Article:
The research community is showing increasing interest in using electronic media to supplement or replace paper-based informed consent processes. An eIC may be used to provide information usually contained within the written informed consent document, evaluate the subject’s comprehension of the information presented, and document the consent of the subject or the subject’s legally authorized representative (LAR). The UF IRB has approved the REDCap version of the eIC process, and confirmed that it meets all local and federal consenting requirements. If you wish to use REDCap as your eIC option, please review our Electronic Informed Consent Forms – eIC Guideline.

The IRB must approve the use of telephonic consent as part of your routine consenting process. Unanticipated telephone consent may be allowed for certain situations, but if you perceive the need for a telephone consent process as a standard part of your research, you will need to submit a revision to your study. For more information and telephonic consent procedures, please review the IRB’s Telephonic Consent Guideline. Please also review the IRB’s Telephone Script for Recruiting Subjects Guideline as typically, a script is required when using telephonic consent.

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Research Projects Card Debuts in ONE.UF

UF faculty can now quickly access valuable information about their research projects — such as the end date and how much of their budget remains — on their smartphones, tablets, or desktops through the ONE.UF electronic portal.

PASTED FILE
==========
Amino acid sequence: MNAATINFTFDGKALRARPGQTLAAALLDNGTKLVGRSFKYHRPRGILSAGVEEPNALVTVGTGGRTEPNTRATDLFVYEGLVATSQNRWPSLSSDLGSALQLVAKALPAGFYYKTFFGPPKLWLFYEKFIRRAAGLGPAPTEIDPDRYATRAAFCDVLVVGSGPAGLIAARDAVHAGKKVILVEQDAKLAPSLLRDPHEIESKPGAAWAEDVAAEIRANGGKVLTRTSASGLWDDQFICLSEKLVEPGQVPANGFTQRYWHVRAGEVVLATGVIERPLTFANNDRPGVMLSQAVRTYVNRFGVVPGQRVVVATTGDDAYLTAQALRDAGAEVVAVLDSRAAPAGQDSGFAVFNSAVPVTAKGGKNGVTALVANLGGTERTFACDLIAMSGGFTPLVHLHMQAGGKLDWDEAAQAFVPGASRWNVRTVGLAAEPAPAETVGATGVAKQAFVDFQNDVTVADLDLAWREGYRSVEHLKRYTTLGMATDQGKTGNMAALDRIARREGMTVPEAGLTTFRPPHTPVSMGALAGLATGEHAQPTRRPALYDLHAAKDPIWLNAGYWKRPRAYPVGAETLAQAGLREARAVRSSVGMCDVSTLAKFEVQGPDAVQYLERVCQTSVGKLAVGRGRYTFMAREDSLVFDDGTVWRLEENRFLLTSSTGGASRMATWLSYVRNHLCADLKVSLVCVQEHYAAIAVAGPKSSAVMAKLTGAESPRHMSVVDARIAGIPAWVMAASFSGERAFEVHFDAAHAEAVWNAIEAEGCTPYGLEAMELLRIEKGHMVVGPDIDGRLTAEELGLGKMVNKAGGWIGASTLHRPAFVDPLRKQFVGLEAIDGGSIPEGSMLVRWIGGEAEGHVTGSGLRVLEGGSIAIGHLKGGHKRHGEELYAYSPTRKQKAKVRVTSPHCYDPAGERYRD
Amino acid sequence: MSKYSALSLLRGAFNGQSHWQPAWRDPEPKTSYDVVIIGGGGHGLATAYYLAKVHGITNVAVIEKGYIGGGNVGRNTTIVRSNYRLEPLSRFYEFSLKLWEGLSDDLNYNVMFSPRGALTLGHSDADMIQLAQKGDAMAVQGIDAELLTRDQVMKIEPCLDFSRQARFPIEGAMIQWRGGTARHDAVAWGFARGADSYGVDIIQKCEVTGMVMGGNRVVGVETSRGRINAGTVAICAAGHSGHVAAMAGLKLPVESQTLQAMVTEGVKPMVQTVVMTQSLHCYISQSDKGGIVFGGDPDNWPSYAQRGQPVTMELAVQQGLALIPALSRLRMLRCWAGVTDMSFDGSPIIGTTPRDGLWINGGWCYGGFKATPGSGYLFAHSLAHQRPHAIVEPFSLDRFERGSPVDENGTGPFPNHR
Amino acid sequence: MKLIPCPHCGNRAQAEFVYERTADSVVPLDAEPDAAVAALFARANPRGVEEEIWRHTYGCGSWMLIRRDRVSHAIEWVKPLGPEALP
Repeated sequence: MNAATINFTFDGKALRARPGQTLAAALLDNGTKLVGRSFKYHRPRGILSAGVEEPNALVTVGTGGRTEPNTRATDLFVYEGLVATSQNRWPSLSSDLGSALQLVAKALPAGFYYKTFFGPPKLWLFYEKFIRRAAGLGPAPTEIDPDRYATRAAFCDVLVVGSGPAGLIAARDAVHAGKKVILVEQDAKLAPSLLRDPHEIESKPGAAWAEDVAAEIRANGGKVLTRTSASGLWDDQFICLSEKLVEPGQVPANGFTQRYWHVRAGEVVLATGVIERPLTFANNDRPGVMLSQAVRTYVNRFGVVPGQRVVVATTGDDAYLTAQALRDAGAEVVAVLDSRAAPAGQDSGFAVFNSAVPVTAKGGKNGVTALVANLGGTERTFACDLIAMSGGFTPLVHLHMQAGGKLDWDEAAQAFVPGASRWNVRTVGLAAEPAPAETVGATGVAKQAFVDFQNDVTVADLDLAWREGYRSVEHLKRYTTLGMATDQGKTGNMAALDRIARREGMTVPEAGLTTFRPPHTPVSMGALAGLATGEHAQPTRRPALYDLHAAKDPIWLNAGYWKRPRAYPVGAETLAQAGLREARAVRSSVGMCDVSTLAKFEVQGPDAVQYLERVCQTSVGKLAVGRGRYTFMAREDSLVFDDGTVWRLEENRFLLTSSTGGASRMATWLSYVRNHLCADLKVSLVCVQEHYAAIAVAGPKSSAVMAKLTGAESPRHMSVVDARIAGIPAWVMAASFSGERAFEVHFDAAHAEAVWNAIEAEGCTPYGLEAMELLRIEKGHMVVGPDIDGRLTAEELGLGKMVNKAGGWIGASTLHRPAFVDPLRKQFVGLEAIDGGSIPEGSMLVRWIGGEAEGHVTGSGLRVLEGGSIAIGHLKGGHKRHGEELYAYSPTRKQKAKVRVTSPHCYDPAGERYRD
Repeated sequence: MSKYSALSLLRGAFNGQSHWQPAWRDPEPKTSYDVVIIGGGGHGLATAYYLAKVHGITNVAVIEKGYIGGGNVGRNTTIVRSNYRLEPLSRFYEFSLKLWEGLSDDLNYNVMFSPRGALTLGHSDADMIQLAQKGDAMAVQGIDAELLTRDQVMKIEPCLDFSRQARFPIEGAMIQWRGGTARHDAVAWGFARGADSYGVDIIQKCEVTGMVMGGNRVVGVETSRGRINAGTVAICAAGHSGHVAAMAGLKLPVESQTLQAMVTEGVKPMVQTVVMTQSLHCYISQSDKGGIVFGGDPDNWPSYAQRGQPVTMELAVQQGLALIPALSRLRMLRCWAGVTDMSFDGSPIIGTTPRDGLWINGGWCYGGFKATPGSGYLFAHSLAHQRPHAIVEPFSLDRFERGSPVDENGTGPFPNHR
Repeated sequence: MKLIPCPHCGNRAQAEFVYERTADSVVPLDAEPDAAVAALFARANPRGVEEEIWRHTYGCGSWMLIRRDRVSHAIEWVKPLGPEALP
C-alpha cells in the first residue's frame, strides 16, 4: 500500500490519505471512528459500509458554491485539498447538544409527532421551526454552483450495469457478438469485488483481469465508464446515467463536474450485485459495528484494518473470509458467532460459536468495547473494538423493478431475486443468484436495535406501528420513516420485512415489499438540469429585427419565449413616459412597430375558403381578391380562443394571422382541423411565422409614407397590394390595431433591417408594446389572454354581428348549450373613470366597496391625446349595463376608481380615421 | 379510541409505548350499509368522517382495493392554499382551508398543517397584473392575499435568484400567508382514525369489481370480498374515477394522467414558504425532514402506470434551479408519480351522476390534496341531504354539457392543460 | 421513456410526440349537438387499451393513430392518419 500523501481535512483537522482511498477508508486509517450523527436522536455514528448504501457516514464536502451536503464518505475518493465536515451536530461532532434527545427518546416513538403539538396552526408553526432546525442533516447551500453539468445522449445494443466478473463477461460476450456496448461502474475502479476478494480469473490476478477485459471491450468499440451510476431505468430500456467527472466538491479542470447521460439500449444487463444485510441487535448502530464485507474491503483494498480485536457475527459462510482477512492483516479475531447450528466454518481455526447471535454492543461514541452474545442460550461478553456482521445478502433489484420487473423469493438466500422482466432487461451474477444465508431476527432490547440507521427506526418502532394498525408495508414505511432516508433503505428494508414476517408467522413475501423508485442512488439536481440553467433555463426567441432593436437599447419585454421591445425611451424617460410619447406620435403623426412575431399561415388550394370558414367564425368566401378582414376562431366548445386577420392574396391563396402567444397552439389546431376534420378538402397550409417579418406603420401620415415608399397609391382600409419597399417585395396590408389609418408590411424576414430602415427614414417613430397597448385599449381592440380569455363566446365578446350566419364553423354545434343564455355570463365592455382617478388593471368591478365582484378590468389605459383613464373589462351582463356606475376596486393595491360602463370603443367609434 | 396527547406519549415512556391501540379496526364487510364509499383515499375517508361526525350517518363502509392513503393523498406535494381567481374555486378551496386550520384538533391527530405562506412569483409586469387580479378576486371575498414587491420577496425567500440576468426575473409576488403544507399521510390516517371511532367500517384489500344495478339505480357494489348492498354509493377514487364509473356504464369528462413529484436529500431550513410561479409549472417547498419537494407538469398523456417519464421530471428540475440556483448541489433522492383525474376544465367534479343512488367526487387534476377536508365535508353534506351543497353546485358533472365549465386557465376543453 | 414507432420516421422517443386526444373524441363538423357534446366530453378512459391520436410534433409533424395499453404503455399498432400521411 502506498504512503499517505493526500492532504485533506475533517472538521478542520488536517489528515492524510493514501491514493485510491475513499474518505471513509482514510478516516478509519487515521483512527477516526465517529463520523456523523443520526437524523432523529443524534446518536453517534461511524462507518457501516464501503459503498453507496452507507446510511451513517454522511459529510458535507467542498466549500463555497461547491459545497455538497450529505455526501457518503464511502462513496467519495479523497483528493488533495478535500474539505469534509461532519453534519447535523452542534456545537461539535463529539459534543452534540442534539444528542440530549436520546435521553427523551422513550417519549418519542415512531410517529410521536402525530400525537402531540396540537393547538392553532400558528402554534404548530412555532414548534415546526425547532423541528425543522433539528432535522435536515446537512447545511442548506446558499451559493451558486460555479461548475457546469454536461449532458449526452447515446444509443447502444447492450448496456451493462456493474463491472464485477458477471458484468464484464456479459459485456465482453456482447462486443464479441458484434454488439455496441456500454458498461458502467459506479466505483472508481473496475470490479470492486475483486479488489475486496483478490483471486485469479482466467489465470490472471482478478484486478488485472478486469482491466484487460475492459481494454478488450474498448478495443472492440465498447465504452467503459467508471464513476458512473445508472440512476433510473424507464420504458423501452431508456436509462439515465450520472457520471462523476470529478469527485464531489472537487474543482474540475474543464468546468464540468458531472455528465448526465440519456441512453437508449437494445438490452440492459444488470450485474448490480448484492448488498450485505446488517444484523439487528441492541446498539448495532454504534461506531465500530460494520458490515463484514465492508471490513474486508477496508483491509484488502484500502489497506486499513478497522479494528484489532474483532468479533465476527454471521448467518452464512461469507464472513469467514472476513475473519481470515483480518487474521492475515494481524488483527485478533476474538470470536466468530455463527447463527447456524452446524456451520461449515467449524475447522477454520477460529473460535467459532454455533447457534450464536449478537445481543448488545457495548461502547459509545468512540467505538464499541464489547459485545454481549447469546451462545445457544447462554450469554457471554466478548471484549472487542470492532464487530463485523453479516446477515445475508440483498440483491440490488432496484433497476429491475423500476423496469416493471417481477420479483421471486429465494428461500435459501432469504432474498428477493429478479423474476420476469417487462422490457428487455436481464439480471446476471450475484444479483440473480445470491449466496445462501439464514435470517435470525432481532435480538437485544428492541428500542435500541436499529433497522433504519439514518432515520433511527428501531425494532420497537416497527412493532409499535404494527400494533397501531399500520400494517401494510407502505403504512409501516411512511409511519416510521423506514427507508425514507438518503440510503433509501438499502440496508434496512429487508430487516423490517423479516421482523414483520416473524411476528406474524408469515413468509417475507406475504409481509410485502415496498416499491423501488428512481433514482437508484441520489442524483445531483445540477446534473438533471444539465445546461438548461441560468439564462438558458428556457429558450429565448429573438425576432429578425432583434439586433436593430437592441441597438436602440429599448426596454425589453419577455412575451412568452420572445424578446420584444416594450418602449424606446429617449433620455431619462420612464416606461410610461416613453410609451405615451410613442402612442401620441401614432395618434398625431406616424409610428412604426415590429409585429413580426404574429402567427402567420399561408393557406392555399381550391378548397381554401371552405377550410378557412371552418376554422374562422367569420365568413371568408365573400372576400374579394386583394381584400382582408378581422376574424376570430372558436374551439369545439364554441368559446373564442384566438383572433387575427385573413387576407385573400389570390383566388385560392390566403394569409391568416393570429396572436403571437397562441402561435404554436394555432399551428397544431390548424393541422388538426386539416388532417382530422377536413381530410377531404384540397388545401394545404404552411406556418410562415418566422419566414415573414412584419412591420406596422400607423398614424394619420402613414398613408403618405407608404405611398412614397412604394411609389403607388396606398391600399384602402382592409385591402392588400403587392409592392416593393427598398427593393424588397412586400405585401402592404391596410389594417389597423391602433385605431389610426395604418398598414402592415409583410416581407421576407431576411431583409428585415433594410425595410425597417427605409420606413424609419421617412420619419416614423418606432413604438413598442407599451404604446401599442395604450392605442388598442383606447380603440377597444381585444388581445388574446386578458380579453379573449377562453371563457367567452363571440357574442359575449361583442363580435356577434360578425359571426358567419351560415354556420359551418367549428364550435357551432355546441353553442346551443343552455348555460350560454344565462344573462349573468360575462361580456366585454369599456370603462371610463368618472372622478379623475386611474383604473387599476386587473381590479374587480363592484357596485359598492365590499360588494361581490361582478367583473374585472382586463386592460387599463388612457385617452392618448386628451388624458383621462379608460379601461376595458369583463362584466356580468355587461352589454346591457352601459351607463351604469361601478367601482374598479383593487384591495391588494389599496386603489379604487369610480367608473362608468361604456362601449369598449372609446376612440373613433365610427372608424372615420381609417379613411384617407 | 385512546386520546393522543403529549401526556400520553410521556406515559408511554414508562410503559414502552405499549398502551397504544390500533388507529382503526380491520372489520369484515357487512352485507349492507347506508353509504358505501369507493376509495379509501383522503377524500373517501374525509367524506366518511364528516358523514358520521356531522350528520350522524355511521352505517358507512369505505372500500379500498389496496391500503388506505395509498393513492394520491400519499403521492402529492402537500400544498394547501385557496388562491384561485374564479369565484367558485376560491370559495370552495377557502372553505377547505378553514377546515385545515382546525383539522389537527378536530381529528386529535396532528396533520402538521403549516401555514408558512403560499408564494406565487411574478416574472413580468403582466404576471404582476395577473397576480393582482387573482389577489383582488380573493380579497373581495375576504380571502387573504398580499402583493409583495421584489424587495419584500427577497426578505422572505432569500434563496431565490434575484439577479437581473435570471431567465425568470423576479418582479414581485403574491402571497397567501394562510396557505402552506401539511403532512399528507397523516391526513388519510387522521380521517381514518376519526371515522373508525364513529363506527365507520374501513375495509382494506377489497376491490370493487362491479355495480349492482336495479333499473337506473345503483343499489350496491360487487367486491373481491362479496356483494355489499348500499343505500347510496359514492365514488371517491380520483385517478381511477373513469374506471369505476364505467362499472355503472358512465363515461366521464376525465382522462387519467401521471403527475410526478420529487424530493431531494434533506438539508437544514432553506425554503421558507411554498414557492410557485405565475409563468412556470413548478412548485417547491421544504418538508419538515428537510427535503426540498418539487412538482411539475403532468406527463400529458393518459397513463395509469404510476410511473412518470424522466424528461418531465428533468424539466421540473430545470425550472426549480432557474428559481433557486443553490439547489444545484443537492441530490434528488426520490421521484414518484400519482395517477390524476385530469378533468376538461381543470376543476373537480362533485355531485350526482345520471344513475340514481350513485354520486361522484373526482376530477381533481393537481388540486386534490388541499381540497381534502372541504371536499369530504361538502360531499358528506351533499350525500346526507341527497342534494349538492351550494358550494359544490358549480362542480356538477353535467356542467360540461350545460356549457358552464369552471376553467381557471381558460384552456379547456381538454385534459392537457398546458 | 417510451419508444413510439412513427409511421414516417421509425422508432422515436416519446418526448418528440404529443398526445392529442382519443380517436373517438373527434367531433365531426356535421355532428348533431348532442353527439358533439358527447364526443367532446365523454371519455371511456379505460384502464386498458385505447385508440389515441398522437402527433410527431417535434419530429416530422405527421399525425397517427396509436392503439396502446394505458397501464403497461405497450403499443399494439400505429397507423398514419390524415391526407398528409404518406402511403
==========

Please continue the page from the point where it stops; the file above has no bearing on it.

David Norton, UF’s vice president for research, said the Research Projects card is a good example of how UF Research is working to reduce the administrative burden on faculty as they manage their research projects.

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Awarded Projects for October 2020

Congratulations to Christopher Busey for his award from the Spencer Foundation; Lynda Hayes for her award from the Florida Department of Education; Hyunyi Jung for her award from the National Science Foundation; Justin Ortagus for his subcontract award William T. Grant Foundation Flow Through from Pennsylvania State University; Jennifer Park-Jadotte for her subcontract award U.S. Department of Health & Human Services Flow Through from the Florida Office of Early Leaning; Jennifer Park-Jadotte for her subcontract award Louisiana Department of Education Flow Through from Children First Professional Development Center; Philip Poekert for his award from Lauren’s Kids; Paige Pullen and Philip Poekert for their award from the Florida Department of Education; Patricia Snyder and Darbianne Shannon for their award from the U.S. Department of Education/OSEP; and Wanli Xing for his subcontract award National Science Foundation Flow Through from Texas Tech University.

For more details, see the Awarded Projects table.

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Submitted Projects for October 2020

Best wishes to Hannah Bayne and Della Moseley for their proposal to the William T. Grant Foundation; Julie Brown, Catherine Paolucci, and Anne Corinne Huggins-Manley for their proposal to the National Science Foundation; Maria Coady and Nidza Marichal for their proposal to the Spencer Foundation; Chonika Coleman King, Christopher Busey, and Rose Pringle for their proposal to the National Science Foundation; Zhihui Fang for his proposal to the Spencer Foundation; Latoya Haynes-Thoby for her subcontract proposal Spencer Foundation Flow Through from the University of North Carolina at Greensboro; Maya Israel and Christina Gardner-McCune for their proposal to the National Science Foundation; Kristy Boyer, Maya Israel, and Mehmet Celepkolu for their proposal to the National Science Foundation; Maya Israel for her proposal to the National Science Foundation; Kathrin Maki and Stephanie Snidarich for their proposal to the Spencer Foundation; Justin Ortagus for his proposal to Arnold Ventures; Paige Pullen for her proposal to the Education Foundation of Osceola County; and Wanli Xing and Jose De Leon Alejandro for their proposal to The Learning Agency.

For more details, see the Submitted Projects table.